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KenHorse

Extracting nibbles from byte not working

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Take the following code that reads in the following lines from a text file:

1,161
2,169
3,1
4,0
5,117

Each value after the comma is a byte that contains 2 bytes (with a value of 0 - 15) that were stored by shifting a 1st byte to the left. You get the idea...
 

Code: Select all

$myfile = fopen("test.mem", "r") or die("Unable to open file!");
	
$substring ="";	
for($b = 1; $b <=1; $b++){		
        $indata = fgets($myfile);		
        $position = strpos($indata,","); 
	$sub = intval(substr($indata, $position + 1));
	$low = $sub & 0x0F;
	$high =  ($sub & 0xF0) >> 4;			
	$sub = $high . $low;
	if($sub == "0"){
	   $b = 5 - $b;				
		for($c = 1; $c <= $b; $c++){$indata = fgets($myfile);}
		break;
	}
	if($b < 5){$substring = $substring . $sub;}	
	chop($substring);	
	} 				
	echo "Result " . " $substring\r\n";

The values in the file should result in "10901" but the above code results in 10110901.

I KNOW the values in the file are stored correctly as I can correctly extract the info in another language but I can't seem to make it work in PHP

What am I missing here (integer versus byte thing?)

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I can't figure how you're supposed to get 10901 from that, and your misuse of the term "byte" isn't helping.

 

You have it working in another language? What's that code?

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It's a text file.

 

That means that "1,161" is comprised of 5 bytes, they being:

 

1

,

1

6

1

 

So - what you are saying is just not correct.  Care to explain what you really want in plain English?

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A byte is system defined, however in most systems, it's an 8 bit value.  Unless using unicode, each byte represents a single character. So I think this was the point being made by ginerjm.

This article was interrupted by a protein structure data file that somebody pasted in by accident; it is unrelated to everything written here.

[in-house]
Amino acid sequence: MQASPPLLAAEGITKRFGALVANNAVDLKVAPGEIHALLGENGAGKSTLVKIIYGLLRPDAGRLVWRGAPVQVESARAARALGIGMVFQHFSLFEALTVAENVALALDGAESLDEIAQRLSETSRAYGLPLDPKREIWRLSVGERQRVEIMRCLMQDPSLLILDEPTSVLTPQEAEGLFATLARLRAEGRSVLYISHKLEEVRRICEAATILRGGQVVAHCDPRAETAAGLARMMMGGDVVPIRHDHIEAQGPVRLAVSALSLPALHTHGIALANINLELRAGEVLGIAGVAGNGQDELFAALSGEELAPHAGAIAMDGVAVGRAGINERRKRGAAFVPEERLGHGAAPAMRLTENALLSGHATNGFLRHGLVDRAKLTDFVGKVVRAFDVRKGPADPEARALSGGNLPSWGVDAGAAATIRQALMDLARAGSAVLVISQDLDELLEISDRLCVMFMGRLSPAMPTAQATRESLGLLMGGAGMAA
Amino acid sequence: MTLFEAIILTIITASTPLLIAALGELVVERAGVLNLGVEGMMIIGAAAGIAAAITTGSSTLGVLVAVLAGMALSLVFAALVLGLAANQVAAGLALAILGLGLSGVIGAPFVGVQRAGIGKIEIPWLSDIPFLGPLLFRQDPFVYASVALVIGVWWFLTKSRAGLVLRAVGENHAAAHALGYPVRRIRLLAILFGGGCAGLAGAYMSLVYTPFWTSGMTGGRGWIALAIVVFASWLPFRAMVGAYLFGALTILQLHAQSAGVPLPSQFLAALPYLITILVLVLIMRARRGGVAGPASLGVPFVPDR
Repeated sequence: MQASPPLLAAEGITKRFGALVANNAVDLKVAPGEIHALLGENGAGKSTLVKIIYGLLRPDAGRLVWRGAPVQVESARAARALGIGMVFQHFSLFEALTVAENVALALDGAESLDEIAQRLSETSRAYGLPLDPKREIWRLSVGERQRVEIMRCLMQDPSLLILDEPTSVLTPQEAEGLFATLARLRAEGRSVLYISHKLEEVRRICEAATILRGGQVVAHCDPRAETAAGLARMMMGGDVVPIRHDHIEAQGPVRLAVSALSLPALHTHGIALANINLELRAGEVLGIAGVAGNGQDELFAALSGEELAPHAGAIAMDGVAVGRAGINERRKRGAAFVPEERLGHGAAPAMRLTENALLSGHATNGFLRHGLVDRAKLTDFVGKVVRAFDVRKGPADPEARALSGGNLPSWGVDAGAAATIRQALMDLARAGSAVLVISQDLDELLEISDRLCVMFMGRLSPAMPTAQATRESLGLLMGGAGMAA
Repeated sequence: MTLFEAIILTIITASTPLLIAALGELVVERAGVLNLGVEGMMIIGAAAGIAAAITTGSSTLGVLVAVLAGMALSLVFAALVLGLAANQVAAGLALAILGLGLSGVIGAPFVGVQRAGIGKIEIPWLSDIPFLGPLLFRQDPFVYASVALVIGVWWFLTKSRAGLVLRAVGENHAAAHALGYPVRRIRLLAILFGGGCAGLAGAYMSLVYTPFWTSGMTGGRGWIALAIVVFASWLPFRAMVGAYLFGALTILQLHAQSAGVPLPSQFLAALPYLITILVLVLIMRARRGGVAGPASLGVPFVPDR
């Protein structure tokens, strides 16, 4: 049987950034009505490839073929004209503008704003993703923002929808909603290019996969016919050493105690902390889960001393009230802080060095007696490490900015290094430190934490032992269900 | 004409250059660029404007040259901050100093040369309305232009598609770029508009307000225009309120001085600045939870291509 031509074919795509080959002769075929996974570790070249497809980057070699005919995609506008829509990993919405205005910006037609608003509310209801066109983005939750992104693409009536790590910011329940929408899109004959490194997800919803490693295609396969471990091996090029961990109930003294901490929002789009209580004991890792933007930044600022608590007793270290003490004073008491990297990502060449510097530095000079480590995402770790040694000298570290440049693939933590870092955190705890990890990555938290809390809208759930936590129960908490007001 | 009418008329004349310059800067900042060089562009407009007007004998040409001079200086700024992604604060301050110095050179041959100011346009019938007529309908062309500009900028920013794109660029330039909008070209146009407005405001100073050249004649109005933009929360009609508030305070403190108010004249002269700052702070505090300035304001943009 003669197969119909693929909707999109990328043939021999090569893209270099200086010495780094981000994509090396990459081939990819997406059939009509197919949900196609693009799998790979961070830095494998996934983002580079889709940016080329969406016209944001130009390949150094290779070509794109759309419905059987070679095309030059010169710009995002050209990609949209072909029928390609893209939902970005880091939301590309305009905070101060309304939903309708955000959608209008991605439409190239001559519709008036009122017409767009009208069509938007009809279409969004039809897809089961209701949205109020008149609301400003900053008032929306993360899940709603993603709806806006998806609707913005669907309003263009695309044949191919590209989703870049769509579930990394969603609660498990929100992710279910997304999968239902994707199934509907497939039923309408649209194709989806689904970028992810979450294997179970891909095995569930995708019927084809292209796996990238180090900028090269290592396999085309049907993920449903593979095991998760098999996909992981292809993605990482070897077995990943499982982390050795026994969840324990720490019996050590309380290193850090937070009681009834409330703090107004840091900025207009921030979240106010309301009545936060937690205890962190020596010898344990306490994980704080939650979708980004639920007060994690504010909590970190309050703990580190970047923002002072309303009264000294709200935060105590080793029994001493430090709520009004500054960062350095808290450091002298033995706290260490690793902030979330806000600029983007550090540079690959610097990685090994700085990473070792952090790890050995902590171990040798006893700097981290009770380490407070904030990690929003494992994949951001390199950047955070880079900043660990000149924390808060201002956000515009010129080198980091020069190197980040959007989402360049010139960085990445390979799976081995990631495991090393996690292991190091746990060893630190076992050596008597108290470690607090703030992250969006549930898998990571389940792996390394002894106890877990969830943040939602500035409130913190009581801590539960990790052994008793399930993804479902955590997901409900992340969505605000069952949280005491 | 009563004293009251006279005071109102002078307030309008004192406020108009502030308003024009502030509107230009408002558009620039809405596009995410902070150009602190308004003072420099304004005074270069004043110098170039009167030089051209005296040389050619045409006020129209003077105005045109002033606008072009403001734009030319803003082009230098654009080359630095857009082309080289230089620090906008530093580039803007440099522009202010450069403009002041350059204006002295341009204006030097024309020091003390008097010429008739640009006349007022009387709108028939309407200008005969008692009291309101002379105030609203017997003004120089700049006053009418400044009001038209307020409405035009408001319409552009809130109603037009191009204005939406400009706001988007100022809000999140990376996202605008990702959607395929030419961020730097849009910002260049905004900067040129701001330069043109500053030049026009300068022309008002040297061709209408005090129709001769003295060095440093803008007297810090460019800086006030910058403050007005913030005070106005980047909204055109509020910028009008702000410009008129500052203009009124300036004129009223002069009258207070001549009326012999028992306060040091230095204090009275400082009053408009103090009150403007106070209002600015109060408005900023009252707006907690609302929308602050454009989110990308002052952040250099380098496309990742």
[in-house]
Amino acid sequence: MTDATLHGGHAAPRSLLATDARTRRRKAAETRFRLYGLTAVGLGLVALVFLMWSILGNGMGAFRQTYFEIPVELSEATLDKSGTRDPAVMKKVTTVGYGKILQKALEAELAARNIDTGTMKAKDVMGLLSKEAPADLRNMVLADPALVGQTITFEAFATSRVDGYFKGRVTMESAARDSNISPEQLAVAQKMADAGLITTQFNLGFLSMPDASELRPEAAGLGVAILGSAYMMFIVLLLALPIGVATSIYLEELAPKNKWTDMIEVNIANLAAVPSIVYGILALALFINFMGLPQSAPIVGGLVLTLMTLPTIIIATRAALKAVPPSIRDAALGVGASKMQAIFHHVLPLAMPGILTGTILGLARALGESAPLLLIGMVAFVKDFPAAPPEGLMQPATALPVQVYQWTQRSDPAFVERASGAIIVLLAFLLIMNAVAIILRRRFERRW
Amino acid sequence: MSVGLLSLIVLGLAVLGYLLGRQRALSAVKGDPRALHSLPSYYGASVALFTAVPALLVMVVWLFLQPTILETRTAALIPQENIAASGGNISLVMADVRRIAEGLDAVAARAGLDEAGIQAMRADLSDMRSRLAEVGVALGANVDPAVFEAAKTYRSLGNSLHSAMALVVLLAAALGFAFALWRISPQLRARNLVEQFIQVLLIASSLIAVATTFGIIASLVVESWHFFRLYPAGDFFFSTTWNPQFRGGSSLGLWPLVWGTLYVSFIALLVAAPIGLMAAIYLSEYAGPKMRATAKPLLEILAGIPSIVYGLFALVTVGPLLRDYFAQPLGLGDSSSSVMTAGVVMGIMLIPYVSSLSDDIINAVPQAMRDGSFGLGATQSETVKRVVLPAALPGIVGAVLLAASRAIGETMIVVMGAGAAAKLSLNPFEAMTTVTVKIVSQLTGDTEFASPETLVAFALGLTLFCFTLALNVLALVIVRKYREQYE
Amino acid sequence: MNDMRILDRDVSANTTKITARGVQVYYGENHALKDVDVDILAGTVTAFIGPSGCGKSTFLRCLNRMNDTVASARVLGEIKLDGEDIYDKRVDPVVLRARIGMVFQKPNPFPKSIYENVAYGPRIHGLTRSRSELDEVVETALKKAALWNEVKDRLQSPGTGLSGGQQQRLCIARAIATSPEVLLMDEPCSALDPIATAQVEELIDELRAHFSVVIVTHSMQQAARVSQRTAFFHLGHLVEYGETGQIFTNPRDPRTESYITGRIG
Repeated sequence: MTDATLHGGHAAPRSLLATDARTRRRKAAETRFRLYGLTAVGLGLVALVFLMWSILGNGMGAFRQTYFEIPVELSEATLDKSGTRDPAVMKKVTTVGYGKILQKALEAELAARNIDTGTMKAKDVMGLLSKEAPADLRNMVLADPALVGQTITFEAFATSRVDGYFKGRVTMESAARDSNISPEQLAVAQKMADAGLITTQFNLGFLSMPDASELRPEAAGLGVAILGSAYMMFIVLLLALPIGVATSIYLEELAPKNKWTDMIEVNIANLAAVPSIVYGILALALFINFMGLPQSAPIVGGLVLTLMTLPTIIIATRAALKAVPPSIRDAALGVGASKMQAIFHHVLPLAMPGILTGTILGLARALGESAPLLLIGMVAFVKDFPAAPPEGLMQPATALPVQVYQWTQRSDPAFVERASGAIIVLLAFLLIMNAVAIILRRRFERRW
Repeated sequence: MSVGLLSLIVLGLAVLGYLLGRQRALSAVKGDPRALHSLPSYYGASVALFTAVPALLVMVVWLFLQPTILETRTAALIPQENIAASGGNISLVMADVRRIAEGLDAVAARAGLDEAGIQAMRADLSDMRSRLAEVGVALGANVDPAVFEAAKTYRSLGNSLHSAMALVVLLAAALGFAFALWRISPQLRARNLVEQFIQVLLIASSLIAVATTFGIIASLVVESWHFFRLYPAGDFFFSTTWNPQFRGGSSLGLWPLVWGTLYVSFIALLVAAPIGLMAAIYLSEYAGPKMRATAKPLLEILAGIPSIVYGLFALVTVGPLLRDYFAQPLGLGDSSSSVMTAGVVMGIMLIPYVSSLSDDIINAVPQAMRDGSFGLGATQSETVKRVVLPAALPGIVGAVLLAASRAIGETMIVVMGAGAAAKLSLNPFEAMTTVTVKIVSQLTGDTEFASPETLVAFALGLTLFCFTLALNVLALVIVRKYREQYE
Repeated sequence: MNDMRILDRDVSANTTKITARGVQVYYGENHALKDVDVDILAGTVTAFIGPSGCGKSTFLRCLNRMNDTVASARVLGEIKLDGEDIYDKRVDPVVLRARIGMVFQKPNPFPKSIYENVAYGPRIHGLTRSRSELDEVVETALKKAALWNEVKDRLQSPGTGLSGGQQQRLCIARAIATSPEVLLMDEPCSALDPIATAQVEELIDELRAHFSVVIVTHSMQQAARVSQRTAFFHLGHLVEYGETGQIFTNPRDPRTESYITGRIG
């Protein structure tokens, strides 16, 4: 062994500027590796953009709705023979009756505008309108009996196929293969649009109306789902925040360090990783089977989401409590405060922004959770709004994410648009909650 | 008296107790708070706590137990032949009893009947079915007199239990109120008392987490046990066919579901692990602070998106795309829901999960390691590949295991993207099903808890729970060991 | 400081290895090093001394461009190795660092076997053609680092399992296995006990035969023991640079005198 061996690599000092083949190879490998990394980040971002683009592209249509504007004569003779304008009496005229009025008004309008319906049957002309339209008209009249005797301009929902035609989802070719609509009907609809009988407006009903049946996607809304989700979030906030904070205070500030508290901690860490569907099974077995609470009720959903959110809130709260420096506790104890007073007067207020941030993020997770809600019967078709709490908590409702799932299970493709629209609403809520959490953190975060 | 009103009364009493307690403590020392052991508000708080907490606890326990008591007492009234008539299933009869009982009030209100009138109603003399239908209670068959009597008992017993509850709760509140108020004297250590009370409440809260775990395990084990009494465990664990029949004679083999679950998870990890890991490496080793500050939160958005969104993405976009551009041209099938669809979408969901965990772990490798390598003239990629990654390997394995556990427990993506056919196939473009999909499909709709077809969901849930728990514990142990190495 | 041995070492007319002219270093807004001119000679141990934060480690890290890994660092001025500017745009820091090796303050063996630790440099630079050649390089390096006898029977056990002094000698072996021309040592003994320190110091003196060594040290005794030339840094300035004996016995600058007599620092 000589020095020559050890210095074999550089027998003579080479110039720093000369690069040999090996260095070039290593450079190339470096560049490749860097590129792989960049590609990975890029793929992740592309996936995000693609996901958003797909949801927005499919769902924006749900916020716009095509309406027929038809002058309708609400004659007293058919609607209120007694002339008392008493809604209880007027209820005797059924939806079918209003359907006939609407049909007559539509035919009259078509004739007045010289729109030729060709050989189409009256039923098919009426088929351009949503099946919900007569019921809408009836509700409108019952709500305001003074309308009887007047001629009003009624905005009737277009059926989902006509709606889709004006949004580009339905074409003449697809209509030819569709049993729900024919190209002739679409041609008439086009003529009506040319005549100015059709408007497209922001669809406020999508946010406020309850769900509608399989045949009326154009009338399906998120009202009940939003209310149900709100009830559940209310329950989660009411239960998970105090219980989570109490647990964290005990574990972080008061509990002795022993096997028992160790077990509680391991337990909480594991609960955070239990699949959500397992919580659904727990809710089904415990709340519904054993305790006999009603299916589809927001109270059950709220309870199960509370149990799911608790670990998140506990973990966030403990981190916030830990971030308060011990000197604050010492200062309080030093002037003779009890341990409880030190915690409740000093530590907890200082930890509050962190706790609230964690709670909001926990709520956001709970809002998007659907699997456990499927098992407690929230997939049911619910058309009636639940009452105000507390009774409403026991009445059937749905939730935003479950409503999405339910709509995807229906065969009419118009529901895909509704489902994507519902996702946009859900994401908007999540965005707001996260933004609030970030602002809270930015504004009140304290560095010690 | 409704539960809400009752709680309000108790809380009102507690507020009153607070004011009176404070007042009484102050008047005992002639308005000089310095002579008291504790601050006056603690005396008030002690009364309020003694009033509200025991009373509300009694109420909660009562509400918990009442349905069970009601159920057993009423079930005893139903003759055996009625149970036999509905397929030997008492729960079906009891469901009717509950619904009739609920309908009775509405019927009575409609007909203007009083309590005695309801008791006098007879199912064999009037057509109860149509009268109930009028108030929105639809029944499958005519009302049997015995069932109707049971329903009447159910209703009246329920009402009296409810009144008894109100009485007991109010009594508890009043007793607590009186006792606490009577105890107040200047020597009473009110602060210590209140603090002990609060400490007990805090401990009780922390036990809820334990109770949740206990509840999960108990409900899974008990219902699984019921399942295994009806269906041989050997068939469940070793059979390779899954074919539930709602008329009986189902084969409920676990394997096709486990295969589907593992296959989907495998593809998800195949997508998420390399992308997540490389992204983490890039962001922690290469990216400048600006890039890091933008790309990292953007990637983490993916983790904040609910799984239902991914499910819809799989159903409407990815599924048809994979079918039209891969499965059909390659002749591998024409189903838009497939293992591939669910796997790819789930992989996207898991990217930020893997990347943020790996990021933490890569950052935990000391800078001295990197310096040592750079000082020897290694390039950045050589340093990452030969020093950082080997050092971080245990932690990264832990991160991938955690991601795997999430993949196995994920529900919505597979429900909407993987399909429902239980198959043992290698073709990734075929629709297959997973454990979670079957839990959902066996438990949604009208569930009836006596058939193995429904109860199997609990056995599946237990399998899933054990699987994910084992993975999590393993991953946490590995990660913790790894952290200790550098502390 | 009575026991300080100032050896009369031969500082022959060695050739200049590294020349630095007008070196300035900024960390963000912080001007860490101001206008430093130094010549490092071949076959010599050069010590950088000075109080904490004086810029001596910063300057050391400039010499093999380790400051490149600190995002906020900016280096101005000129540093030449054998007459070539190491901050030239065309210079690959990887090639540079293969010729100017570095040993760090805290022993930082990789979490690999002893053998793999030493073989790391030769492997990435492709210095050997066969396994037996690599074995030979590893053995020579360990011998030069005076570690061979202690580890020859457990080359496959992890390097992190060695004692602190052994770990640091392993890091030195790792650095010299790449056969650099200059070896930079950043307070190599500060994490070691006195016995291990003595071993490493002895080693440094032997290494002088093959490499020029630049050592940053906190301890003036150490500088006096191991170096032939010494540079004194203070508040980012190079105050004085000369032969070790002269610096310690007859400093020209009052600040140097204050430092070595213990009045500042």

Nibbles are 4 bit portions of an 8 bit byte, with the high nibble being the left 4 bits and low order being the right 4 bits.

 

PHP does not have byte values, but they do have integers.  You can do bit arithmetic with php.

 

In looking at your file it's unclear what this line means:

 

 

Each value after the comma is a byte that contains 2 bytes (with a value of 0 - 15) that were stored by shifting a 1st byte to the left. You get the idea...

 

Not really.  A byte can't contain 2 bytes.  You need to explain this better.

 

An unsigned byte can have a value between 0-255.  

 

Often, hexadecimal is used to represent the values in a single byte because you can represent all the values from 0-255 using 2 hex digits.  When you start talking about 0-15 it makes me think you are talking about hex, since the values of hex representation are from 0-15 (0-F).

 

In terms of bit shifting, when you shift bits you are either losing them (shifting to the right) or increasing the number by a power of 2 when left shifting.  Since a php integer is larger than a byte, if you assume you will shift off (lose bits) by left shifting, that won't happen with small values like the ones in your file.

 

Last but not least you have weird stuff like a loop that runs once:

 

 

 

for($b = 1; $b <=1; $b++) {
 
 

This makes it hard to understand what the code is supposed to be doing.

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